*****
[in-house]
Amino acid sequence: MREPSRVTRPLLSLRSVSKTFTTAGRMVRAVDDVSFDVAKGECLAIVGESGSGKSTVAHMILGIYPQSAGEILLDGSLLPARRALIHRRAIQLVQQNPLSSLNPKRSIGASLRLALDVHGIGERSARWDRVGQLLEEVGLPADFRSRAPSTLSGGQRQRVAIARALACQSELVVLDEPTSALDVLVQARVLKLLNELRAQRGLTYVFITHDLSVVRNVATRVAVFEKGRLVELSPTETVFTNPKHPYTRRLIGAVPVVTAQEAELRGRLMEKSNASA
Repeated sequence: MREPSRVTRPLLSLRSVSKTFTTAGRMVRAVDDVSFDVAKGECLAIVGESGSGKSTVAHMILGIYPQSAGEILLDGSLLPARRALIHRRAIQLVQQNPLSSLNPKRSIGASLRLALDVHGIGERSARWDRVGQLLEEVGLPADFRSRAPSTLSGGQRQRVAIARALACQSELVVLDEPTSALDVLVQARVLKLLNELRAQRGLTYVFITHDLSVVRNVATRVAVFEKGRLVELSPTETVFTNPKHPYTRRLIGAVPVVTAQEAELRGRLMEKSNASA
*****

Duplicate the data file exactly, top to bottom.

[in-house]
Amino acid sequence: MREPSRVTRPLLSLRSVSKTFTTAGRMVRAVDDVSFDVAKGECLAIVGESGSGKSTVAHMILGIYPQSAGEILLDGSLLPARRALIHRRAIQLVQQNPLSSLNPKRSIGASLRLALDVHGIGERSARWDRVGQLLEEVGLPADFRSRAPSTLSGGQRQRVAIARALACQSELVVLDEPTSALDVLVQARVLKLLNELRAQRGLTYVFITHDLSVVRNVATRVAVFEKGRLVELSPTETVFTNPKHPYTRRLIGAVPVVTAQEAELRGRLMEKSNASA
Repeated sequence: MREPSRVTRPLLSLRSVSKTFTTAGRMVRAVDDVSFDVAKGECLAIVGESGSGKSTVAHMILGIYPQSAGEILLDGSLLPARRALIHRRAIQLVQQNPLSSLNPKRSIGASLRLALDVHGIGERSARWDRVGQLLEEVGLPADFRSRAPSTLSGGQRQRVAIARALACQSELVVLDEPTSALDVLVQARVLKLLNELRAQRGLTYVFITHDLSVVRNVATRVAVFEKGRLVELSPTETVFTNPKHPYTRRLIGAVPVVTAQEAELRGRLMEKSNASA